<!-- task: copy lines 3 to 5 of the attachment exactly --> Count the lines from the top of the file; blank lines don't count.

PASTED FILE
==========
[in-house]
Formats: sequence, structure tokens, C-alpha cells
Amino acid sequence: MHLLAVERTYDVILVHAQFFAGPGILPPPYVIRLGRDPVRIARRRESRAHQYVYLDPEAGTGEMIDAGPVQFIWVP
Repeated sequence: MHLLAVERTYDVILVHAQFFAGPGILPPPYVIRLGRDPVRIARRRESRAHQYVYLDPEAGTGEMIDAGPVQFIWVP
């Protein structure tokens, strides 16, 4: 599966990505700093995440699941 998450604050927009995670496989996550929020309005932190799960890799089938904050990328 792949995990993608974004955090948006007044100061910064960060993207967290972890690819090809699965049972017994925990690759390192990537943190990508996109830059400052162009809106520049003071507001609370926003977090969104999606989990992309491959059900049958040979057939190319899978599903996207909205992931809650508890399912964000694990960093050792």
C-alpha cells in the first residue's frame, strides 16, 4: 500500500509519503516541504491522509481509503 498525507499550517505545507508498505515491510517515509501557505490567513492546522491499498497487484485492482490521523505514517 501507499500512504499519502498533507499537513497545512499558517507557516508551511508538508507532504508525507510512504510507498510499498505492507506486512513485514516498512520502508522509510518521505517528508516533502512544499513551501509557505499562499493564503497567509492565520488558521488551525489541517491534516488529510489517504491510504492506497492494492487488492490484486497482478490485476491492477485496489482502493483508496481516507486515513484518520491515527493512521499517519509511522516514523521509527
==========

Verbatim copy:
Amino acid sequence: MHLLAVERTYDVILVHAQFFAGPGILPPPYVIRLGRDPVRIARRRESRAHQYVYLDPEAGTGEMIDAGPVQFIWVP
Repeated sequence: MHLLAVERTYDVILVHAQFFAGPGILPPPYVIRLGRDPVRIARRRESRAHQYVYLDPEAGTGEMIDAGPVQFIWVP
């Protein structure tokens, strides 16, 4: 599966990505700093995440699941 998450604050927009995670496989996550929020309005932190799960890799089938904050990328 792949995990993608974004955090948006007044100061910064960060993207967290972890690819090809699965049972017994925990690759390192990537943190990508996109830059400052162009809106520049003071507001609370926003977090969104999606989990992309491959059900049958040979057939190319899978599903996207909205992931809650508890399912964000694990960093050792």